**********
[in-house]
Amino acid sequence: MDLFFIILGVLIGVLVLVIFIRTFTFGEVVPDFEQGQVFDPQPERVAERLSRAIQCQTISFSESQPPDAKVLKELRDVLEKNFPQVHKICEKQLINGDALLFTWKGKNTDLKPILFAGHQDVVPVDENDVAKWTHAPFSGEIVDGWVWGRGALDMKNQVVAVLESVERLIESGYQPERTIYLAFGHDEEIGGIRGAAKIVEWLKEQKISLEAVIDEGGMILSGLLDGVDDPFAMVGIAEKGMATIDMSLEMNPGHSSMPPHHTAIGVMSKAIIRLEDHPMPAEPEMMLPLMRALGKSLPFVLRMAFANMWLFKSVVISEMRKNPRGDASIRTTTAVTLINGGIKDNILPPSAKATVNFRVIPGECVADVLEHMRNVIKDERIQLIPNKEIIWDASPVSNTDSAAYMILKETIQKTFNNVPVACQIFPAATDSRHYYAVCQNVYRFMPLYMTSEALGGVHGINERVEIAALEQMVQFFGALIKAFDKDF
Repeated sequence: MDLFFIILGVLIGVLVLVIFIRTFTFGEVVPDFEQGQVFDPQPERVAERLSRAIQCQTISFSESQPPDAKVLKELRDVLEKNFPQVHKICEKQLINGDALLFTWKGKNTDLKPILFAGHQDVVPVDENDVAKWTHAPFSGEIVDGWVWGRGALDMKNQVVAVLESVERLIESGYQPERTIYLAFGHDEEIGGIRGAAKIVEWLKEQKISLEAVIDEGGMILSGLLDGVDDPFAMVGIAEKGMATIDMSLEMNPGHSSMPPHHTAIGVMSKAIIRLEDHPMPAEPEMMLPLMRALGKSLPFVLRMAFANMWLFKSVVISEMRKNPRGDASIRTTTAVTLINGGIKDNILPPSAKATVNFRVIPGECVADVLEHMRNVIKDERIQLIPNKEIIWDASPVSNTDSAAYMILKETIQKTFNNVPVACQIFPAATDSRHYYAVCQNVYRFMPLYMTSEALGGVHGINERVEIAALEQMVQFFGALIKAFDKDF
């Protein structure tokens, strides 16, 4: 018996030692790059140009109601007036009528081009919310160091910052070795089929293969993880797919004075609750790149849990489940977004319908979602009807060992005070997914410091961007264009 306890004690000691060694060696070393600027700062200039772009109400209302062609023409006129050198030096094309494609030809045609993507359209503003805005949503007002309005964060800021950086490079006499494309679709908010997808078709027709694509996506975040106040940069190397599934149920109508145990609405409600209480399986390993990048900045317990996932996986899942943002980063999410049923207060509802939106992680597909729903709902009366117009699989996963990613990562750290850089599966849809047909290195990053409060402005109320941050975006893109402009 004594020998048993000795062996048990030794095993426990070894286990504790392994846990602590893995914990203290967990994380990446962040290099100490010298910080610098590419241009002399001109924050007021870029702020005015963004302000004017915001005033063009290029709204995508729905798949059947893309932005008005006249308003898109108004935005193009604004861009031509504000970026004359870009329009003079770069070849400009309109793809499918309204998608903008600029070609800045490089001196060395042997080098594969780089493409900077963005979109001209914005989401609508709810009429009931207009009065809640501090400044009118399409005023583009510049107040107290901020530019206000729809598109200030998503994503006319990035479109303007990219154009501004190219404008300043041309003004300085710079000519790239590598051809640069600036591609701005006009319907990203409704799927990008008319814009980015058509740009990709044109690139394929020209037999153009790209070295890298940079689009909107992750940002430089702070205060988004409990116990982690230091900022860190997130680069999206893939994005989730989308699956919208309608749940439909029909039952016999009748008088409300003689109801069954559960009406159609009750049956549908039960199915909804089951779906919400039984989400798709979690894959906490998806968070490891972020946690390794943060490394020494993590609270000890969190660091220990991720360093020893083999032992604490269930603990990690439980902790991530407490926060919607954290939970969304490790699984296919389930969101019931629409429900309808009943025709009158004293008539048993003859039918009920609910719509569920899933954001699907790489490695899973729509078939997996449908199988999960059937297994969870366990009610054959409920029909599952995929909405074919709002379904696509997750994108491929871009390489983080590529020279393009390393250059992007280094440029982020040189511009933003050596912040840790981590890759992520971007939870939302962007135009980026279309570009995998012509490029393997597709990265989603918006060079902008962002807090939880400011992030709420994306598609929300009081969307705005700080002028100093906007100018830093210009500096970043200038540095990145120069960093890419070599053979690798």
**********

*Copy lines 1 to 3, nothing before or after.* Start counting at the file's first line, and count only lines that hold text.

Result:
[in-house]
Amino acid sequence: MDLFFIILGVLIGVLVLVIFIRTFTFGEVVPDFEQGQVFDPQPERVAERLSRAIQCQTISFSESQPPDAKVLKELRDVLEKNFPQVHKICEKQLINGDALLFTWKGKNTDLKPILFAGHQDVVPVDENDVAKWTHAPFSGEIVDGWVWGRGALDMKNQVVAVLESVERLIESGYQPERTIYLAFGHDEEIGGIRGAAKIVEWLKEQKISLEAVIDEGGMILSGLLDGVDDPFAMVGIAEKGMATIDMSLEMNPGHSSMPPHHTAIGVMSKAIIRLEDHPMPAEPEMMLPLMRALGKSLPFVLRMAFANMWLFKSVVISEMRKNPRGDASIRTTTAVTLINGGIKDNILPPSAKATVNFRVIPGECVADVLEHMRNVIKDERIQLIPNKEIIWDASPVSNTDSAAYMILKETIQKTFNNVPVACQIFPAATDSRHYYAVCQNVYRFMPLYMTSEALGGVHGINERVEIAALEQMVQFFGALIKAFDKDF
Repeated sequence: MDLFFIILGVLIGVLVLVIFIRTFTFGEVVPDFEQGQVFDPQPERVAERLSRAIQCQTISFSESQPPDAKVLKELRDVLEKNFPQVHKICEKQLINGDALLFTWKGKNTDLKPILFAGHQDVVPVDENDVAKWTHAPFSGEIVDGWVWGRGALDMKNQVVAVLESVERLIESGYQPERTIYLAFGHDEEIGGIRGAAKIVEWLKEQKISLEAVIDEGGMILSGLLDGVDDPFAMVGIAEKGMATIDMSLEMNPGHSSMPPHHTAIGVMSKAIIRLEDHPMPAEPEMMLPLMRALGKSLPFVLRMAFANMWLFKSVVISEMRKNPRGDASIRTTTAVTLINGGIKDNILPPSAKATVNFRVIPGECVADVLEHMRNVIKDERIQLIPNKEIIWDASPVSNTDSAAYMILKETIQKTFNNVPVACQIFPAATDSRHYYAVCQNVYRFMPLYMTSEALGGVHGINERVEIAALEQMVQFFGALIKAFDKDF